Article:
Yes, we really did it. Rob and I did a tandem sky dive jump on his 50th birthday. I wasn’t nervous until about five seconds before we jumped. We were both hooked to a professional jumper who was in charge of the hard part…pulling the chute, making sure we survived the adventure, and most important, keeping us (alright, me) from panic and any resulting hysteria.
The whole thing was surprisingly simple. Signing the release forms took a lot longer than the very brief instruction for a successful tandem jump. There were three main directives: first, you arch your back when you are in free fall; second, remember to breathe; and third, once the chute is opened, you can open your arms and stretch into the wind. That’s it. That’s all you need to know to jump out of a plane.
The short flight up to 13,000 feet was fun, sitting on a crowded bench with fellow jumpers. Most of the group was jumping without benefit of a professional attachment, which I didn’t really appreciate until I was standing looking out of the open door, staring into the air, faaarrr above the ground. I was just starting to say out loud, “I don’t think I can do this,” when I suddenly realized that I was HOOKED to this person I had paid to jump with me, and HE WAS GOING OUT THE DOOR. Obviously, that is a critical part of the experience. I would have been too paralyzed to jump if I had not been attached to another person who made it impossible for me to stay inside the plane.
As soon as we were out the door (didn’t see the first several seconds, my eyes were too tightly shut) I focused on breathing and holding the arched position that was required for the free fall. About the time I was opening my eyes I felt the chute open and the whole experience went into a sort of slow motion. It was beautiful and smooth, and I left the fear way above me, in the space just outside the door of the plane. The instructor gave me a little flight-seeing tour, pointing out different landmarks above San Diego and taking us through a series of gentle turns as we floated toward the landing area.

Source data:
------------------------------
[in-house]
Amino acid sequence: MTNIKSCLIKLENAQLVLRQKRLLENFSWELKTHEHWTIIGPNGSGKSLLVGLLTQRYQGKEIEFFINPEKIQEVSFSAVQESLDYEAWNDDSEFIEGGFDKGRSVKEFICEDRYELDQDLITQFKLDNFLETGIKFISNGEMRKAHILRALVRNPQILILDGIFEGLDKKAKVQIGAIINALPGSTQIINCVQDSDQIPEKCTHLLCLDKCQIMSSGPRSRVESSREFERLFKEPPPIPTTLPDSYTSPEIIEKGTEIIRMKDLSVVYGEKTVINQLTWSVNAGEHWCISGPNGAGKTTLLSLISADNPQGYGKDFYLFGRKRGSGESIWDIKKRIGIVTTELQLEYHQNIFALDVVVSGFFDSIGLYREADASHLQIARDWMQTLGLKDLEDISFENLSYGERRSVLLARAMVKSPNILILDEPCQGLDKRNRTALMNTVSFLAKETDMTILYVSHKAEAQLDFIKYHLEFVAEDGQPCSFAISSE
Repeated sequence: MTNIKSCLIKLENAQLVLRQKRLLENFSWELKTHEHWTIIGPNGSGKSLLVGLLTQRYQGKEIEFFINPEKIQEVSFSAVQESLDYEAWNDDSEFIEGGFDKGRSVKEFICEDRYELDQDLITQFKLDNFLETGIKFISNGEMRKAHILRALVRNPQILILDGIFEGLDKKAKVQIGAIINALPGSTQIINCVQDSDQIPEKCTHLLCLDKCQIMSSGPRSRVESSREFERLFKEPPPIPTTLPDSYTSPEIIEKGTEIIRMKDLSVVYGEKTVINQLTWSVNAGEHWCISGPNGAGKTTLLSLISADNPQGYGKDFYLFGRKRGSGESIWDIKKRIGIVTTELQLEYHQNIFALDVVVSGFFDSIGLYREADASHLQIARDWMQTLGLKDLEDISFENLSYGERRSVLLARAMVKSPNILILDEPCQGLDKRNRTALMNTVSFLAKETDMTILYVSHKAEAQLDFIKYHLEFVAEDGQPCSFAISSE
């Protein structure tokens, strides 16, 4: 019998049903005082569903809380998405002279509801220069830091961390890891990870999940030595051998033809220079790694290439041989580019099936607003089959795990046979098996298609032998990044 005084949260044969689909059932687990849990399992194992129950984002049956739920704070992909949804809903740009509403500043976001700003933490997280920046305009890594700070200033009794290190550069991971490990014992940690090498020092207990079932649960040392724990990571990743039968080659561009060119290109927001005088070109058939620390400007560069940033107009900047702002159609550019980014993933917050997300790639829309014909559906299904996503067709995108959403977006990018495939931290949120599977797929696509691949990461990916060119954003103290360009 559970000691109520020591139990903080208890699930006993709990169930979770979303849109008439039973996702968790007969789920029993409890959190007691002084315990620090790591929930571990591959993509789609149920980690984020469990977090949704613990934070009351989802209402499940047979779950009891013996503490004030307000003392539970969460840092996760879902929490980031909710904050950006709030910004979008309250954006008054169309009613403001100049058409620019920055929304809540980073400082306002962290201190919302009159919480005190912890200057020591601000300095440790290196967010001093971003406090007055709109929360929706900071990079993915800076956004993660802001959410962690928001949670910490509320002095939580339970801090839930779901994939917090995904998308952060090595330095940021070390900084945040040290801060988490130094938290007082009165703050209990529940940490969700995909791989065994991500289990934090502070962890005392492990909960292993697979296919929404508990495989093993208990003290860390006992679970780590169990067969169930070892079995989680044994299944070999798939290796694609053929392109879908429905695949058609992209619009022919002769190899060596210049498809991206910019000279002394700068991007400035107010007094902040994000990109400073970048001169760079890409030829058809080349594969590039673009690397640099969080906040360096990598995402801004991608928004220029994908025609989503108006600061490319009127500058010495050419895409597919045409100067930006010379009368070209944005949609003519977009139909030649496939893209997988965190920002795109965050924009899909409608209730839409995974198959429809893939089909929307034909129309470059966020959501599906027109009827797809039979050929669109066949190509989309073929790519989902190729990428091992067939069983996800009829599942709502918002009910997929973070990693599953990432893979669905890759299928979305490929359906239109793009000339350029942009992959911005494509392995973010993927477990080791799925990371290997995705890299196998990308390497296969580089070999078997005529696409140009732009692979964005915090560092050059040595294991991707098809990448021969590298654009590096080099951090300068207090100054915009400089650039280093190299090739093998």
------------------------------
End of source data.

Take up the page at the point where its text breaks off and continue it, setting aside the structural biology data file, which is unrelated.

Would I do it again? I doubt it…not that I couldn’t, but I think it will be a once-in-a-lifetime experience for me. Once was enough.
And what did I learn? It was an amazing illustration of the power of connection, of having someone to push me beyond my comfort zone, and then to create a soft landing from a beginning that was frightening.
I thought of how often life is like that: two people connect themselves to each other, and at any given moment may switch out the roles of the professional leading the way and the novice along for the ride. Each person brings their expertise and their courage to the experience, and together, if the jump is successful, they navigate to solid ground and land right side up, feet first, in spite of having times of being upside down on the trip down.
Maybe I’m reaching in my analogy…but it seemed perfect to me. Life sometimes seems upside down, like I’ve jumped out of the plane and am looking for the landing zone. Sometimes I’m in the free fall zone, and sometimes I’m in the peaceful and inspiring space of floating, taking it all in. The key is the jump buddy I’m attached to. Well, it’s an interesting ride, and sometimes unpredictable. But I’m with the same buddy I’ve had for almost 30 years, and I haven’t crashed yet. Must be doing something right.
Here’s to jumping out, taking the plunge, and careful selection of your jumping partner. It makes all the difference when you’re standing at the door, looking out. Be sure you’re strapped on tight, and that you’re connected to someone who will be good for the ride! It’s an amazing experience, but the most important choice is the one you make before you leave the ground. It’s the choice of the jump buddy.